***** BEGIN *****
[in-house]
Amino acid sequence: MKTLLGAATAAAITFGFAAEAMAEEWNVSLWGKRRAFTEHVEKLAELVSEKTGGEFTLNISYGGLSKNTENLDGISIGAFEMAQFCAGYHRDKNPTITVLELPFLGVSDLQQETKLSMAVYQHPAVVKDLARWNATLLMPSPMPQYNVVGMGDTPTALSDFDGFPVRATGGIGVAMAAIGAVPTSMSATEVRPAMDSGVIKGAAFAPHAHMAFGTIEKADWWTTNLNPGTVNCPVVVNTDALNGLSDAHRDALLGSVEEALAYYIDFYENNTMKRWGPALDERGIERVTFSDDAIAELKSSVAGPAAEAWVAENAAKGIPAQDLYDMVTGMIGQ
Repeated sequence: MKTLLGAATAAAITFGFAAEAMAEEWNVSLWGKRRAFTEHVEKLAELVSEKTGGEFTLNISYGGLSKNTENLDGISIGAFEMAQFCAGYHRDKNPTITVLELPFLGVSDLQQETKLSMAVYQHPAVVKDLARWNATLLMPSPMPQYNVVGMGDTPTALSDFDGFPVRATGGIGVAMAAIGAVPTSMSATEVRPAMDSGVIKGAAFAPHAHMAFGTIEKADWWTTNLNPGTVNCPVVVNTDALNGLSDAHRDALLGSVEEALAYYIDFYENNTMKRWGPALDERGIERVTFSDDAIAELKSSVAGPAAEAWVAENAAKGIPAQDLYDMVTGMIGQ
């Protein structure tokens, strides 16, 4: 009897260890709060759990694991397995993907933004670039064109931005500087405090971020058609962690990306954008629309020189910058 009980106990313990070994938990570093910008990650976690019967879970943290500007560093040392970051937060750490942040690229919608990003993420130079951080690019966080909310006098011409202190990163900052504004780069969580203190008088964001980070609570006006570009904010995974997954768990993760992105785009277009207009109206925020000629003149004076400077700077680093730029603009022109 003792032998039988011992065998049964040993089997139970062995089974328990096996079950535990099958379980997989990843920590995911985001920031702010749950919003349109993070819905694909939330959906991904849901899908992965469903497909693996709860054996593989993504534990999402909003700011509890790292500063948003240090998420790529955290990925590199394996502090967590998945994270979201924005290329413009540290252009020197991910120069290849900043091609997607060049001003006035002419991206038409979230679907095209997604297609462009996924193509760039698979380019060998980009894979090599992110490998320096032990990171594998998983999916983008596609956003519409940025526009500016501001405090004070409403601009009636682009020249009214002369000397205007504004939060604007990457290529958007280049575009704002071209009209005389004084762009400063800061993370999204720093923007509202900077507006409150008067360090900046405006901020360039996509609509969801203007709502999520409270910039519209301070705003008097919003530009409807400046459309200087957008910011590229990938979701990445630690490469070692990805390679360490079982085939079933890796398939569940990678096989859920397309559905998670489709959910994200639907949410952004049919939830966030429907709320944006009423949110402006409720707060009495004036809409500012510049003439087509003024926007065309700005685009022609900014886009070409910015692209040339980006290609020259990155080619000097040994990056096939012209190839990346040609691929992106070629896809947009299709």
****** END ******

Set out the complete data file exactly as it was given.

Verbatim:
[in-house]
Amino acid sequence: MKTLLGAATAAAITFGFAAEAMAEEWNVSLWGKRRAFTEHVEKLAELVSEKTGGEFTLNISYGGLSKNTENLDGISIGAFEMAQFCAGYHRDKNPTITVLELPFLGVSDLQQETKLSMAVYQHPAVVKDLARWNATLLMPSPMPQYNVVGMGDTPTALSDFDGFPVRATGGIGVAMAAIGAVPTSMSATEVRPAMDSGVIKGAAFAPHAHMAFGTIEKADWWTTNLNPGTVNCPVVVNTDALNGLSDAHRDALLGSVEEALAYYIDFYENNTMKRWGPALDERGIERVTFSDDAIAELKSSVAGPAAEAWVAENAAKGIPAQDLYDMVTGMIGQ
Repeated sequence: MKTLLGAATAAAITFGFAAEAMAEEWNVSLWGKRRAFTEHVEKLAELVSEKTGGEFTLNISYGGLSKNTENLDGISIGAFEMAQFCAGYHRDKNPTITVLELPFLGVSDLQQETKLSMAVYQHPAVVKDLARWNATLLMPSPMPQYNVVGMGDTPTALSDFDGFPVRATGGIGVAMAAIGAVPTSMSATEVRPAMDSGVIKGAAFAPHAHMAFGTIEKADWWTTNLNPGTVNCPVVVNTDALNGLSDAHRDALLGSVEEALAYYIDFYENNTMKRWGPALDERGIERVTFSDDAIAELKSSVAGPAAEAWVAENAAKGIPAQDLYDMVTGMIGQ
């Protein structure tokens, strides 16, 4: 009897260890709060759990694991397995993907933004670039064109931005500087405090971020058609962690990306954008629309020189910058 009980106990313990070994938990570093910008990650976690019967879970943290500007560093040392970051937060750490942040690229919608990003993420130079951080690019966080909310006098011409202190990163900052504004780069969580203190008088964001980070609570006006570009904010995974997954768990993760992105785009277009207009109206925020000629003149004076400077700077680093730029603009022109 003792032998039988011992065998049964040993089997139970062995089974328990096996079950535990099958379980997989990843920590995911985001920031702010749950919003349109993070819905694909939330959906991904849901899908992965469903497909693996709860054996593989993504534990999402909003700011509890790292500063948003240090998420790529955290990925590199394996502090967590998945994270979201924005290329413009540290252009020197991910120069290849900043091609997607060049001003006035002419991206038409979230679907095209997604297609462009996924193509760039698979380019060998980009894979090599992110490998320096032990990171594998998983999916983008596609956003519409940025526009500016501001405090004070409403601009009636682009020249009214002369000397205007504004939060604007990457290529958007280049575009704002071209009209005389004084762009400063800061993370999204720093923007509202900077507006409150008067360090900046405006901020360039996509609509969801203007709502999520409270910039519209301070705003008097919003530009409807400046459309200087957008910011590229990938979701990445630690490469070692990805390679360490079982085939079933890796398939569940990678096989859920397309559905998670489709959910994200639907949410952004049919939830966030429907709320944006009423949110402006409720707060009495004036809409500012510049003439087509003024926007065309700005685009022609900014886009070409910015692209040339980006290609020259990155080619000097040994990056096939012209190839990346040609691929992106070629896809947009299709």